Dear Viktoria, do you have examples from “the advertising industry”?

    A hand-written sign in a flower shop window probably did not come out of J. Walter Thomson or Publicis.

    A pub dos not hire an advertising agency (they do ads in-house or hire a freelancer) and the other two illustrated examples are not advertising. Mother Hubbard (whatever that is) is about packaging, not advertising and what chicken are fed (up to 35% their own output, legally) is about production.

    The fundamental honesty of advertising is that the first thing it does is scream “I am and ad! I have a very obvious agenda!”

    As of here “you” is a generic you, meaning the generic reader.

    If you can draw or write, you might be offered a job in the creative department of an advertising agency. Especially if you can write: that skill is becoming incredibly rare. I would take this offer for a year or two. Where else would you learn the inner workings of 50 different industries or types of businesses? While being paid a lot more than any of your classmates?

    If you do it, you will demonstrate ignorance in the first two weeks. First, by asking about subliminal advertising. When the old farts (25 year-olds)are done laughing, they will explain it does not and cannot exist. I will leave you to enjoy the experience in real life.

    Second, you will knowingly write an outright lie in an ad. Out of your drive to persuade.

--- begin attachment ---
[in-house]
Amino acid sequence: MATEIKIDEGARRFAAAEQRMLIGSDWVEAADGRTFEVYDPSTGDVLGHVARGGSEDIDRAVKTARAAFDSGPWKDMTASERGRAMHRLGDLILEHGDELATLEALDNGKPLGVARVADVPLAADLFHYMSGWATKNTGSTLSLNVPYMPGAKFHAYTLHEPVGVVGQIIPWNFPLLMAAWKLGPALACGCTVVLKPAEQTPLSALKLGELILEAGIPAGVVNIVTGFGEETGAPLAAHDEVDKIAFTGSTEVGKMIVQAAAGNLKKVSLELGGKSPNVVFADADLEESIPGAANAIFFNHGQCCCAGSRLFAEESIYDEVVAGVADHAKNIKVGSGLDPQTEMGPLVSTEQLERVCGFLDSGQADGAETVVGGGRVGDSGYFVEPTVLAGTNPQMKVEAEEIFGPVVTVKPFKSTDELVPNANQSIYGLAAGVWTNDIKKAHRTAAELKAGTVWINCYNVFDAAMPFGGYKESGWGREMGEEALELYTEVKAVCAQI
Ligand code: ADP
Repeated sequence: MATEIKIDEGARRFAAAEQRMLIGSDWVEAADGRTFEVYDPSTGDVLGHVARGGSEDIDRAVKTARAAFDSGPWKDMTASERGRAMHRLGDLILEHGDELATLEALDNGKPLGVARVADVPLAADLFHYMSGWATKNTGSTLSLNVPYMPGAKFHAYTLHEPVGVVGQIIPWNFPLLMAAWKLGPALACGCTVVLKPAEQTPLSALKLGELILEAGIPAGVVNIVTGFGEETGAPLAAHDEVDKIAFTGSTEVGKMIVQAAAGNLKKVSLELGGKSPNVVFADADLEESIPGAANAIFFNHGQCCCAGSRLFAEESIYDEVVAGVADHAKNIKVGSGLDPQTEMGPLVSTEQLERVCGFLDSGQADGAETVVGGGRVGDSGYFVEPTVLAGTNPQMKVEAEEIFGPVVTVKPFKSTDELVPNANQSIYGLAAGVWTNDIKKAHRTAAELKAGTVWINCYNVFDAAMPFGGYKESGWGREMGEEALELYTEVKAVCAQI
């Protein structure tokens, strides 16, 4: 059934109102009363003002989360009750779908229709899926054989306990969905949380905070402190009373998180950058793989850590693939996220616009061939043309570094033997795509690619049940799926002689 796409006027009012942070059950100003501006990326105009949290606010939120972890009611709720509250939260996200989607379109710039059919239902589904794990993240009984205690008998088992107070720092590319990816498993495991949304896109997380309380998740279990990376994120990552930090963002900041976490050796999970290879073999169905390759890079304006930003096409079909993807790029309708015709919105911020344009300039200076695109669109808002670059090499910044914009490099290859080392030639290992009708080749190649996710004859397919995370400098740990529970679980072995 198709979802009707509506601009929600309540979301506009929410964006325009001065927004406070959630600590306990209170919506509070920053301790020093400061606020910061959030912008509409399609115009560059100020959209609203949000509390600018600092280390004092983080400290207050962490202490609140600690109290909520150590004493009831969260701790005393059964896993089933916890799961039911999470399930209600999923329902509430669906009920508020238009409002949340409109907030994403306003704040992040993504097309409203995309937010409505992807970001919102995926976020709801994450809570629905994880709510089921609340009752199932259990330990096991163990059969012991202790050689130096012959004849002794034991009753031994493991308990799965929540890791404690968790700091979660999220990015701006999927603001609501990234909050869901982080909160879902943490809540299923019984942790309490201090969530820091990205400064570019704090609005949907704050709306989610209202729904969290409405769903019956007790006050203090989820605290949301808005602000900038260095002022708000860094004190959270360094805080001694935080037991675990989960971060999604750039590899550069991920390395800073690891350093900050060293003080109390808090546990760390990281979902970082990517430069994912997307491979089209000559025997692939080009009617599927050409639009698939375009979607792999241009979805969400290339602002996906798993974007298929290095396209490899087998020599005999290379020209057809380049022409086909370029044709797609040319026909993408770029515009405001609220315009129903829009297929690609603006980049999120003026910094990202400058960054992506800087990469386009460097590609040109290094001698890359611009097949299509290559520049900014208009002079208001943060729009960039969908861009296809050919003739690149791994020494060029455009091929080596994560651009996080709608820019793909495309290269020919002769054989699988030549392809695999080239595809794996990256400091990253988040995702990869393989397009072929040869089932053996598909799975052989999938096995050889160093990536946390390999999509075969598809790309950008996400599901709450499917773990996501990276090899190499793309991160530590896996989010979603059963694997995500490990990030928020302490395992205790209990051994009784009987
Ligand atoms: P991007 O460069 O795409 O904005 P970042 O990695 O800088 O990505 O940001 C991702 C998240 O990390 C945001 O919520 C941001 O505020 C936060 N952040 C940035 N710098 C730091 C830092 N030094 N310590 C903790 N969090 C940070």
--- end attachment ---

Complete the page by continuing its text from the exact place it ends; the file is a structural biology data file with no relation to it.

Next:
If you are lucky, it gets caught inside the agency and earns you a short but memorable conversation with the really senile, demented fart: the 40 year-old managing director. I will sum up here what she will say:

    “If you ever do that again, not only will I fire you instantly but I will also make sure every agency in this country knows why.”

    She has good reasons:

    1- She does not want to pay a 250 000 euros fine out of her personal pocket and go to jail for up to three years. Standard in the EU.

    2- She is not paid to kill her clients’ brands overnight and nothing does it better, faster than lying to the consumer.

    3- Everything that comes out of her agency is scrutinised under a microscope by her clients’ competitors. Any opportunity to sue the campaign into oblivion is immediately seized, even a potentially slightly misleading claim. Flushing several millions worth of production and media space purchases does not endear her to clients.

    Yes, advertising presents a brand’s best face. Similarly, a single woman who goes out dancing often wears sexy clothes. The difference is that brands are always out for a long-term, meaningful relationship: earn trust. The woman? You’re on your own for motives.

    Think back to the day you decided you needed cucumber night cream, despite the fact it does nothing more than rainwater, generic reader. This “need”, based on your belief, did not come from an ad. Advertising just tells you which creams have cucumber. The most cucumber, the ones not tested on animals (except you), the organic cucumbers, the ones that come from sustainable cucumber fields (because you started believing in sustainability three years ago)… All of it true. The only falsehood in there: “cucumbers have magic properties”, comes from you and please notice it is nowhere in the ad.

    Advertising is not simply anything and it certainly is not a gigantic falsehood factory. It is a very complex, always frustrating, sometimes rewarding business.

    It makes mirrors.